|Corsair Dominator Platinum RGB||CMT32GX5M2X6600C32||2 x 16GB||DDR5-6600 (XMP)||32-39-39-76 (2T)||1.40||Lifetime|
|G.Skill Trident Z5 RGB||F5-6400J3239G16GX2-TZ5RK||2 x 16GB||DDR5-6400 (XMP)||32-39-39-102 (2T)||1.40||Lifetime|
Our Intel test system revolves around Intel's Core i9-13900K processor and MSI's MEG Z690 Unify-X motherboard, running the 7D28vA8 firmware. In contrast, the AMD testbed leverages the Ryzen 7 7700X and ASRock X670E Taichi currently on the 1.11.AS06 firmware.
Corsair's CUE H100i Elite LCD liquid cooler keeps the Raptor Lake and Zen 4 processor temperatures in line. In addition, the MSI GeForce RTX 2080 Ti Gaming Trio tackles our gaming RAM benchmarks.
Our Windows 11 installation, benchmarking software, and games reside on Crucial's MX500 SSDs, whereas the Corsair RM650x power supply feeds our system with the necessary power. Lastly, the Streacom BC1 open bench table ensures that our hardware is well-kept and tidy.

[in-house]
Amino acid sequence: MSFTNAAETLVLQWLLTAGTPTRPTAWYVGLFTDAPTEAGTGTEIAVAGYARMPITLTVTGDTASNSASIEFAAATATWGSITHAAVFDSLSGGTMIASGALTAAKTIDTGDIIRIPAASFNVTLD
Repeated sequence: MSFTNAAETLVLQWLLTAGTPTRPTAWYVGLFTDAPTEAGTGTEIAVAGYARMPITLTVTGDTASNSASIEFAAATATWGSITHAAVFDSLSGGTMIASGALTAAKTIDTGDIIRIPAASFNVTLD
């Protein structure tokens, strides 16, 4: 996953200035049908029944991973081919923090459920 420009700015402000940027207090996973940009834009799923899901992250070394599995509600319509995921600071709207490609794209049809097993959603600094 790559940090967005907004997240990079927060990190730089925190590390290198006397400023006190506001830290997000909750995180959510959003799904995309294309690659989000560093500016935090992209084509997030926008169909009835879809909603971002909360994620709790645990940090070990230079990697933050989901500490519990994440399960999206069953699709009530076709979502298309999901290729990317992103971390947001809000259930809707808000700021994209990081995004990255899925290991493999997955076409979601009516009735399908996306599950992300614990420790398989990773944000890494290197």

|Component||Intel System||AMD System|
|Processor||Intel Core i9-13900K||AMD Ryzen 7 7700X|
|Motherboard||MSI MEG Z690 Unify-X||ASRock X670E Taichi|
|Graphics Card||MSI GeForce RTX 2080 Ti Gaming X Trio||MSI GeForce RTX 2080 Ti Gaming X Trio|
|Storage||Crucial MX500 500GB, 2TB||Crucial MX500 500GB, 2TB|
|Cooling||Corsair iCUE H100i Elite LCD||Corsair iCUE H100i Elite LCD|
|Power Supply||Corsair RM650x 650W||Corsair RM650x 650W|
|Case||Streacom BC1||Streacom BC1|
The Trident Z5 RGB memory kit didn't perform as well as we thought. It fell behind competitors like the Dominator Platinum RGB DDR5-6600 C32 and G.Skill's own Trident Z5 RGB DDR5-6400 C32. The memory had no outstanding performance in any particular benchmark, either.
The current state of the AGESA code and silicon limitations put AMD's Ryzen 7000 processors at a disadvantage regarding memory support. However, the good samples with a powerful IMC (integrated memory controller) typically support DDR5-6400 to DDR5-6600 memory.